“When looking for a mate, he stands near the edge of the burrow, often alongside a string of other males and their (similarly well-maintained) burrows, while the females, returning from foraging, walk past. The male waves his large fiddler claw until he attracts the attention of an interested female, who then stares at him for a short period.. The male resumes his claw-waving, and if the female remains receptive, the male runs toward her, then runs back to his burrow, and repeats this motion several times until she either moves on or follows him to the burrow. ”

Apparently, mating behaviors take place not just when the female forages, but also when she molts. I happened to notice this pale, upside down body lying under the water filter this morning and immediately my heart hurt. I thought “Oh no! Melanie Hamilton died!” But not so. Looking closer, I saw that it was the pale ghost of Melanie Hamilton. It was that eerie translucent white, like Scarlett O’Hara’s was, though much more petite given that Melanie Hamilton is so dainty. Melanie Hamilton sat right behind it. I would have gotten pictures for this blog but she had tucked herself and her tiny ghost so far under the water filter that I could not get a shot. If only I had fiber optic cable, maybe I could get footage! I have concluded that the fiddler crabs have designated the “under the water filter space” as the “molting place.” All 3 have used it now. I think it has enough stretching room to shrug off the old shell, but is sheltered enough to keep everyone else away while their new shell hardens.

Admiral Byrd of course, was well aware of events in the tank. He was standing just a few inches from the water filter hoping to catch her eye. Alas, while Admiral Byrd is a true romantic and his efforts were truly heroic – I mean he has to be exhausted after almost 24-hours straight claw-waving – Melanie Hamilton is having none of it. She has turned her back on him and remains secluded under the water filter.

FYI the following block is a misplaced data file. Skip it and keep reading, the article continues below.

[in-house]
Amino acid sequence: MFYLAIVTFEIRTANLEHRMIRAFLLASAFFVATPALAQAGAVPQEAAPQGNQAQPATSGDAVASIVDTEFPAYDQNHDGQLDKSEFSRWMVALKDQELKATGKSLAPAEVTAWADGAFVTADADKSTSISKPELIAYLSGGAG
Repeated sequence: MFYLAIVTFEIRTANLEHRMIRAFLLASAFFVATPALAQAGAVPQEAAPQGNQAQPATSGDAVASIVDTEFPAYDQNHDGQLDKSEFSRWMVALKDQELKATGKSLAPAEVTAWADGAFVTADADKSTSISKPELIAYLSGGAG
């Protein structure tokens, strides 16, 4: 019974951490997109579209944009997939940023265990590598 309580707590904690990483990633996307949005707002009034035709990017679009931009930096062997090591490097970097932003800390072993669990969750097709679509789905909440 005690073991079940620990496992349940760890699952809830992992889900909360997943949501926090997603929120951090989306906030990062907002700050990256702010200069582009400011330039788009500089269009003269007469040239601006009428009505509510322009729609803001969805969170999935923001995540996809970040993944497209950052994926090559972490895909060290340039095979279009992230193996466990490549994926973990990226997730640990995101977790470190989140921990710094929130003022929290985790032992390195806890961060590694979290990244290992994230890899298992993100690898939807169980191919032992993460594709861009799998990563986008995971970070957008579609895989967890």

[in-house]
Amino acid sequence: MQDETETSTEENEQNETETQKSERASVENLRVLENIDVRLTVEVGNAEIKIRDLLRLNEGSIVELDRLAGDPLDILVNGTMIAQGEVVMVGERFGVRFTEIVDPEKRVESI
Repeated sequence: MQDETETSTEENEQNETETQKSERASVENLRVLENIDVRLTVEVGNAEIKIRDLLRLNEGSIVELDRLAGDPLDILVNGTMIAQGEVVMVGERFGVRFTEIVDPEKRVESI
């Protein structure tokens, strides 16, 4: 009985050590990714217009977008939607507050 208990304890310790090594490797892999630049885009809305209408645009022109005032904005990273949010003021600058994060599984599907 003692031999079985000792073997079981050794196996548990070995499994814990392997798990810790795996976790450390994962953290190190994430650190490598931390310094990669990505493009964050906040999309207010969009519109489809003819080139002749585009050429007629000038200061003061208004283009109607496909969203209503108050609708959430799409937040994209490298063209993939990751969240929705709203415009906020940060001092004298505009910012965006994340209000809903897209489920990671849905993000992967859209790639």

But anyway, the mystery is solved. Admiral Byrd doesn’t give a darn about the tank light or the hand that feeds him. He apparently can sense the approach of “molting” and was doing the crab Valentine’s Day equivalent of serenading his lady.

Sorry no pictures, though. I told my husband if he ever decides to spend money on expensive jewelry or clothes for me, I would prefer one of those borescopes like they use for colonoscopies. That would work GREAT in the tank for closeups of everybody! 🙂

Coming up this week:

Now that you’ve gotten to know me a bit – a cross between sea life maniac and soulful – I’ll start to introduce some of the projects I’m working on. I’ll share what I’ve done, what I’m doing and where I see myself going. Children’s writer and illustrator, Uri Shulevitz, described three stages of a writer’s development at a conference about 12 years ago. I’ve kept them as a kind of road map in my development and will use them to describe what I’m doing.

Also to come, a Writer’s bio page of what I’ve already written.

Happy Monday!

The Post – The Ever Reclusive Melanie Hamilton, Exposed

February 1, 2008

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After several attempts over many days, I can at least prove there IS a Melanie Hamilton. Again the shots are a little dark. Flash won’t work due to the glass sides of the tank, so that leaves long exposure times to get enough light. The only problem with the latter is that unlike fashion models who will hold a pose so their best side shows, crabs won’t hold still. Make the exposure time too long and all you get is a blur. I have a lot of those. So I had to sacrifice some light for clarity.

The first picture shows just how much like Howard Hughes Melanie Hamilton can be. Most of the time she barely peeks out of her live rock crevice. Here all that shows are a couple of legs.

The second shot no doubt annoyed her. With the aid of a long exposure time on the camera and an Ever-Ready 5-volt flashlight shining in her face, we finally get a glimpse of Melanie Hamilton hiding in the ornamental cave in the tank. She looks grumpy.

After escaping the flashlight, Melanie now peeks out from behind the cave, probably to see if the coast is clear.

The last two pictures show her in a rare foray outside of the live rock. She seems to like the ornamental cave, and spends part of her time eating microscopic algae off its sides. They do that with fluid movements of their two front claws, delicately picking off invisible algae with the pincers on the claws.

Soon, the dashing and cute Admiral Byrd.